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Taken as a whole, WandaVision is a boldly innovative piece of entertainment. But I would contend that we shouldn’t take it as a whole. No one has previously attempted or pulled off a piece of filmed serial fiction about Marvel superheroes trapped in an altered reality made to look like a succession of old sitcoms, a reality that is sometimes idyllic and other times eerie in its suggestion of a sinister truth. And yet every individual element of that sentence I just wrote has been attempted ad nauseam in film, television, prose, and/or comics. Like everything else in the Marvel Cinematic Universe, it’s a bunch of old wines poured into a new bottle with the hope that it’ll taste nice and get you buzzed. However, it can just as easily turn out to be something you’ll want to spit out.
In its third episode, WandaVision throws a few curveballs but is ultimately still hawking the same selling points as the first two. We’ve jumped ahead in TV history yet again, this time to the Day-Glo domesticity of The Partridge Family, The Brady Bunch, and other anodyne staples of the Me Decade. As usual, the WandaVision team more or less nails the look and tone of the subject matter it’s homaging, but to what end? “Episode Three” sets out to dial up the weirdness and confusion, and it more or less achieves that goal; but the only challenge the series is presenting to us is that of gathering clues in order to speculate about what’s in the Mystery Box of the setting and setup. And that’s just about the emptiest, most patronizing way to keep people coming back to something.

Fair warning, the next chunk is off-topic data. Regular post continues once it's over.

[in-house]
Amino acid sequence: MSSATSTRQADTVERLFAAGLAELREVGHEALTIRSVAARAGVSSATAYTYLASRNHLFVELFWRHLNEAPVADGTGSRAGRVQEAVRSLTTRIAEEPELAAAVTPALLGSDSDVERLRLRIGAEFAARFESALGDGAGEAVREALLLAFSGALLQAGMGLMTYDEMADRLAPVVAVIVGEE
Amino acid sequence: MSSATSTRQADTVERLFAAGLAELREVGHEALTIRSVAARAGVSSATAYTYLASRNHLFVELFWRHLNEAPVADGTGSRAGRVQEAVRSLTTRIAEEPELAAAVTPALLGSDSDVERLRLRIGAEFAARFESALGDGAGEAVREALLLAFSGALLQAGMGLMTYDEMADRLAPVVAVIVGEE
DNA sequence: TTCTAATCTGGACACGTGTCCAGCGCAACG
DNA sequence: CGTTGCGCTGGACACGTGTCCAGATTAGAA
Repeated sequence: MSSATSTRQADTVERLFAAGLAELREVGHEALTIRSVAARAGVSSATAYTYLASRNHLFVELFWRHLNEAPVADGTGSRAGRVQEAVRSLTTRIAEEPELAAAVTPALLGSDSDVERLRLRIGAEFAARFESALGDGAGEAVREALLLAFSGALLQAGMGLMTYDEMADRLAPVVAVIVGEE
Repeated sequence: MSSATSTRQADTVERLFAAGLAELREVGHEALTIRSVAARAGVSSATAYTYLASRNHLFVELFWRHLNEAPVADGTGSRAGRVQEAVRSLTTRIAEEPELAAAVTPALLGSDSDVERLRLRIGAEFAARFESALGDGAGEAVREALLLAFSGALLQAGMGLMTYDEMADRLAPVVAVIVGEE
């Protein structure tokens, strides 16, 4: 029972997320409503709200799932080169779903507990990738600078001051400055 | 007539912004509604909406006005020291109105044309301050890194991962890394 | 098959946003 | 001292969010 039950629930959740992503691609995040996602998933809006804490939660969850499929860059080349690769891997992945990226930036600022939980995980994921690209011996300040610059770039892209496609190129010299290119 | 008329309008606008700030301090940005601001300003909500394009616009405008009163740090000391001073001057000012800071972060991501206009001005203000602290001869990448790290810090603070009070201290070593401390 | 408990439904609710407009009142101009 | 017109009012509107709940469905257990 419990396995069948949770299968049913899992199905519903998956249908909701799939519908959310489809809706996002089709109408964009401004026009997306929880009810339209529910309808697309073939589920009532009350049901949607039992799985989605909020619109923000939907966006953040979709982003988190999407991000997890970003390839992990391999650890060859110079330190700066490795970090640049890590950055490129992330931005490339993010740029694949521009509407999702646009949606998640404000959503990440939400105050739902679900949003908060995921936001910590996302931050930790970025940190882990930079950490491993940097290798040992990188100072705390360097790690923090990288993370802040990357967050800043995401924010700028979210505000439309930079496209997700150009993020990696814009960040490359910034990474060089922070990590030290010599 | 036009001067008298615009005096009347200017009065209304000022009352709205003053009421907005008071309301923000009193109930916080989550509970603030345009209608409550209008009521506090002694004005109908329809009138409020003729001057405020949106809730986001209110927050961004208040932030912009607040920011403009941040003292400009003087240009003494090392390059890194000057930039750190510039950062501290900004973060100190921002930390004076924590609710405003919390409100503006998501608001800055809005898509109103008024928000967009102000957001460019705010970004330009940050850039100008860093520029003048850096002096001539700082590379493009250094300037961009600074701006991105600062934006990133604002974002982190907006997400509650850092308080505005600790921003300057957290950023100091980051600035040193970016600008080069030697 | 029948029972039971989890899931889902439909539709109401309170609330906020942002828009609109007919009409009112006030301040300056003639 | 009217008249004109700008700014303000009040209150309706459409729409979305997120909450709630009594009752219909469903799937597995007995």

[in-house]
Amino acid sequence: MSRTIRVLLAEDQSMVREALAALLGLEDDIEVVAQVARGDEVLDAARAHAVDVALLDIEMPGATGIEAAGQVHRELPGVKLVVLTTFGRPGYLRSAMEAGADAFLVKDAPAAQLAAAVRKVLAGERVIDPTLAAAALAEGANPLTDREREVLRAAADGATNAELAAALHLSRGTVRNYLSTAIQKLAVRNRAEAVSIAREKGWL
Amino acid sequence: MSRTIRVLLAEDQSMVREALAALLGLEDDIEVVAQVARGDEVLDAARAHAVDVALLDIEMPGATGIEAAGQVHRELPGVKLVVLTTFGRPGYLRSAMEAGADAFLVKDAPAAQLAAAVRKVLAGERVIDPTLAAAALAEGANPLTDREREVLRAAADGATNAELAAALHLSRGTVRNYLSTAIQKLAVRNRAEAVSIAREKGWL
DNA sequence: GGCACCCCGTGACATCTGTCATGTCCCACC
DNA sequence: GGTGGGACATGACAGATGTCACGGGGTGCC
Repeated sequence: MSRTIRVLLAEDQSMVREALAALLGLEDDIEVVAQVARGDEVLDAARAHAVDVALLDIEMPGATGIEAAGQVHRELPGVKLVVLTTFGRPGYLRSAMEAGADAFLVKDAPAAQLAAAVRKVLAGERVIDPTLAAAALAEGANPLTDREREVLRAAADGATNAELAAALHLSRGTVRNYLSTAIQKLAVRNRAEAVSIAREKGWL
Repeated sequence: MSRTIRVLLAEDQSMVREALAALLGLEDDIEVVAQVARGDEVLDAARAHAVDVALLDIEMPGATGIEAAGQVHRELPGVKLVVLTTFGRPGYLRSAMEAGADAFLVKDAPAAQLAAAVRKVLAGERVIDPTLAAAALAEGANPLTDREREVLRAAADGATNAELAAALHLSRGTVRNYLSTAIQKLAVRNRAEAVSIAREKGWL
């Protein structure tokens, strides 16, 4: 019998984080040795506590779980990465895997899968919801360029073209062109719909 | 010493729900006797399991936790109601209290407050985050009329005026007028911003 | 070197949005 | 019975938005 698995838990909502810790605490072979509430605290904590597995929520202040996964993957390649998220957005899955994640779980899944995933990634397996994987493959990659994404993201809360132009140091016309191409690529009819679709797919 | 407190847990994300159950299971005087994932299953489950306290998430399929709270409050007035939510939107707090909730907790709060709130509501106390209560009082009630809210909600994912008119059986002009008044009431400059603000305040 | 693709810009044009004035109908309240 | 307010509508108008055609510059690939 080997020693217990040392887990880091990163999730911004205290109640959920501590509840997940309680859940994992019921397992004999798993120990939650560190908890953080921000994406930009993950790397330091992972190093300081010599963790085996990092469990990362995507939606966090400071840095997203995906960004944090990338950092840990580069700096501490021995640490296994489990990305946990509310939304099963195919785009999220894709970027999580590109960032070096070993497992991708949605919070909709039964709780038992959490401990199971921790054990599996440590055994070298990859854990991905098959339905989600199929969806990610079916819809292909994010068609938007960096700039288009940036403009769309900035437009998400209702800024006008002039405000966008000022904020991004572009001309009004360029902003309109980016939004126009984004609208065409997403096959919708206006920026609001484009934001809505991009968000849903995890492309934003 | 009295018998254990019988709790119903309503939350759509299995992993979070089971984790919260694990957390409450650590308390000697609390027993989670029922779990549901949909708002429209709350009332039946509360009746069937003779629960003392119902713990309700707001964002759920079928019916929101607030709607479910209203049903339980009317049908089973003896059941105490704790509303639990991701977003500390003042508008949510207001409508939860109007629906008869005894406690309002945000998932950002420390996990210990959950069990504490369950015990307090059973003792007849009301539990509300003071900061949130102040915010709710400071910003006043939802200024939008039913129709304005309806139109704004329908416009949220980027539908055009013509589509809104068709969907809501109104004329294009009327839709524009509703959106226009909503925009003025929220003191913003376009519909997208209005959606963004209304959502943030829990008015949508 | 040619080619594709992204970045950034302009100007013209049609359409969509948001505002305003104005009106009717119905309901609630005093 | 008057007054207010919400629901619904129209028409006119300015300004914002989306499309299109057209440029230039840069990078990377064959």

We can’t definitively pass judgment on what it is WandaVision is up to just yet — and, trust me, I don’t know any more about how it turns out than you do at this point, as the stingy House of Mouse only gave out three advance episodes of the show. But what we’ve seen so far is concerning to me. Perhaps the powers that be kept episodes four through nine away from critics because that’s when things start to get genuinely interesting, and they wanted to avoid spoilers. I’m not getting my hopes up, but I am prepared to be pleasantly surprised.